23 bodies lie unclaimed under Jaipur sky

May 14th, 2008 - 12:17 pm ICT by admin  

By Kavita Bajeli-Datt and Sahil Makkar
Jaipur, May 14 (IANS) They looked like they were just sleeping, but their tattered clothes, deep wounds and blood clotted faces told a story of terror, devastation and desolation. Lying under the sky on the pavement outside the morgue at a city hospital here Wednesday morning were bodies of 23 people, including two women and a child, waiting for their relatives to claim them.

As the series of bomb blasts ripped through the Rajasthan capital, killing 61 and injuring over 100, the victims were taken to the Sawai Mansingh (SMS) Hospital nearby.

Soon, the mortuary in the state’s largest hospital was full. Some bodies had to be shifted to the floor.

Relatives rushed in. While 33 bodies were handed over by 5.30 a.m. Wednesday, the rest remained here, among the blood-caked clothes.

The next 72 hours are crucial for these victims. By then, if no one comes forward to claim the bodies, the hospital authorities will hand them over to the police for state burial.

A doctor, who did not sleep a wink the whole night and had never before seen so many bodies at the morgue, said they had kept the dead in the open, hoping that they would be identified, before being shifted to the freezer.

“We have a deep freezer where we can keep 150 bodies. This kind of devastation has happened for the first time here,” he told IANS.

The doctor said most victims had shrapnel injuries in the head, chest or abdomen. No autopsies were carried out.

Apart from relatives and the injured, the hospital was also swarming with volunteers of the Rashtriya Swayamsewak Sangh.

“We were helping people to identify their loved ones, either in the emergency (section) or in the morgue. We also managed and helped police to clear the traffic when the blasts occurred so that the injured could be taken to hospital fast,” said Brahm Shankar Sharma.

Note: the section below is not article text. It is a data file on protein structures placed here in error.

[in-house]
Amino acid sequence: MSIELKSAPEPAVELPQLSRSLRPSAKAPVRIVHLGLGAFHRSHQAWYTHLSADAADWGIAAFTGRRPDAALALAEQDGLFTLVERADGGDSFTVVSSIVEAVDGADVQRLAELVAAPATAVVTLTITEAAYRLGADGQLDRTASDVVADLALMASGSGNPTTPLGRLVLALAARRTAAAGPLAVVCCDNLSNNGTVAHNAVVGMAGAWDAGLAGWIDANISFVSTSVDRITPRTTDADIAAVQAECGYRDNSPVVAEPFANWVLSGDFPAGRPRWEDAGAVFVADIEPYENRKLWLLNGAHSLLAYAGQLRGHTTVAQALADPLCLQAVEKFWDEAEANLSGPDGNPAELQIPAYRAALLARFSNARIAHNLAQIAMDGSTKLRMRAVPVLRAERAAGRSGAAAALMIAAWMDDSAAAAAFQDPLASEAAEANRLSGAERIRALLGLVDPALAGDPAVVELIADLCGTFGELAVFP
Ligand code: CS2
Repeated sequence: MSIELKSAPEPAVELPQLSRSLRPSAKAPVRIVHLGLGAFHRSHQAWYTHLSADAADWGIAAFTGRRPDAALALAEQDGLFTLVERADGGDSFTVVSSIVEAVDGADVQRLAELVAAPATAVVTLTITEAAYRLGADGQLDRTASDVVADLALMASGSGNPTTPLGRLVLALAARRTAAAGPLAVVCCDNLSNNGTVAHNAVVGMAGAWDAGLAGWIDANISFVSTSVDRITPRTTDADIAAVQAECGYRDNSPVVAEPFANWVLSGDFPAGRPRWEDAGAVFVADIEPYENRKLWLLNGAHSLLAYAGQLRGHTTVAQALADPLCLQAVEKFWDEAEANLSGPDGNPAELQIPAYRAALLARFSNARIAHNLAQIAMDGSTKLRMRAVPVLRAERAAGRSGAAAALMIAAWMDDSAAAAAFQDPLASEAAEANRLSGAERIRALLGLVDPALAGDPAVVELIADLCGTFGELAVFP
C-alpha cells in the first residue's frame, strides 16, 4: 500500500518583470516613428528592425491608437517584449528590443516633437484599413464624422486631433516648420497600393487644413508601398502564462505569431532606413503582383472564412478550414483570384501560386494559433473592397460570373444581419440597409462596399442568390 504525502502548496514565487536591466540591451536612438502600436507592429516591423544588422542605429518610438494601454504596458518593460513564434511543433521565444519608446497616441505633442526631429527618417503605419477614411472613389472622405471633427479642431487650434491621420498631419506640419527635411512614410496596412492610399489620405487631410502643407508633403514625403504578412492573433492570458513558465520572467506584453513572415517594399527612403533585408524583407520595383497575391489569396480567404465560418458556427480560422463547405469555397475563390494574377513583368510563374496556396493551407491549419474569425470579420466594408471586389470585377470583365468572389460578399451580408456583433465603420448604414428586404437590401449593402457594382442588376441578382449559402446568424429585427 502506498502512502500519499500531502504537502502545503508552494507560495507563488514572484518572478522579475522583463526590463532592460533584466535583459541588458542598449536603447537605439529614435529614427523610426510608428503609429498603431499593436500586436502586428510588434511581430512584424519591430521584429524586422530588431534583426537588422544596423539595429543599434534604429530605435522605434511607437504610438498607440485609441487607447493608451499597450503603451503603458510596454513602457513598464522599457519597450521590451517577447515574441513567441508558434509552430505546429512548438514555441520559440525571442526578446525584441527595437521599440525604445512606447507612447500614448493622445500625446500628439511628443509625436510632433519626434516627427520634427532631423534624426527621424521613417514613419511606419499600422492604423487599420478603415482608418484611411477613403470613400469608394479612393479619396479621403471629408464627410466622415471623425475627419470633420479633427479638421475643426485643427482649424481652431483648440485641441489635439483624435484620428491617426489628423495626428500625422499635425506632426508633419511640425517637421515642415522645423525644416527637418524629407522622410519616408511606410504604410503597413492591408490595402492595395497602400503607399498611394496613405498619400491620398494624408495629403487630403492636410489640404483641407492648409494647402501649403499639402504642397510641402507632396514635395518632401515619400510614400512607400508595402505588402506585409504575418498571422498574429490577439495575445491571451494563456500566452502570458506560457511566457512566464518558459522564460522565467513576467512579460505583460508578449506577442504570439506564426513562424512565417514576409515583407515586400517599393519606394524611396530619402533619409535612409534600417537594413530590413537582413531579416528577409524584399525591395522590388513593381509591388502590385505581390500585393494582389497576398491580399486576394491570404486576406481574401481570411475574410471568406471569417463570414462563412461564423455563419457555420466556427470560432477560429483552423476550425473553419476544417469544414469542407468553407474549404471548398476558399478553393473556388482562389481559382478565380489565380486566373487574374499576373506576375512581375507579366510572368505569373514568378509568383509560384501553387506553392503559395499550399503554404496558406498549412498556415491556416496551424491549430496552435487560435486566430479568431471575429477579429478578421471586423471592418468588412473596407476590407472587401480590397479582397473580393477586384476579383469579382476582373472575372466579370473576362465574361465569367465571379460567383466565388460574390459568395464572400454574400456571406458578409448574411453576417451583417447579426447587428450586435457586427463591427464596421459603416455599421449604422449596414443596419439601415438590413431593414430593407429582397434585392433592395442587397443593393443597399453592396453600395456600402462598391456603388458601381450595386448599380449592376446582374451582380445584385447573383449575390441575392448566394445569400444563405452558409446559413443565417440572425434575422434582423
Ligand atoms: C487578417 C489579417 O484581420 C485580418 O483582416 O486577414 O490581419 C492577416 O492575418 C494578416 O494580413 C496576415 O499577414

According to him among the dead 10 were women and three were children.

The hospital ward where the blast survivors were being treated looked like a war zone with bandages, blood, glucose bottles and plasters strewn around. There were not enough beds. Many slept on benches.

A tired-looking SMS Hospital Medical Superintendent Narpat Singh Shekhawat told IANS that their hospital was treating 84 injured, of which 10 were in serious condition, while two were battling for their lives. Among the injured, about 71 victims are still unidentified.

Doctors from Udaipur, Kota, Ajmer, Jodhpur and Sikar were called in to help. “We have conducted all our operations and most people had fractures and other injuries,” Shekhawat said.

Mahesh Chenli, 32, had cried so much with [pain that he had gone hoarse. “I can’t bear this pain,” he said as his 52-year-old mother Savitri Devi tended to him. Doctors operated on him to remove a pellet from his abdomen.

“Thank god he had gone inside his employer’s shoe shop seconds before the blast occurred. He would not have lived if he had remained standing outside the shop,” the mother said.

When Savitri Devi first heard of the blasts, she prayed hard for the survival of her only son. Her prayers have been heard.

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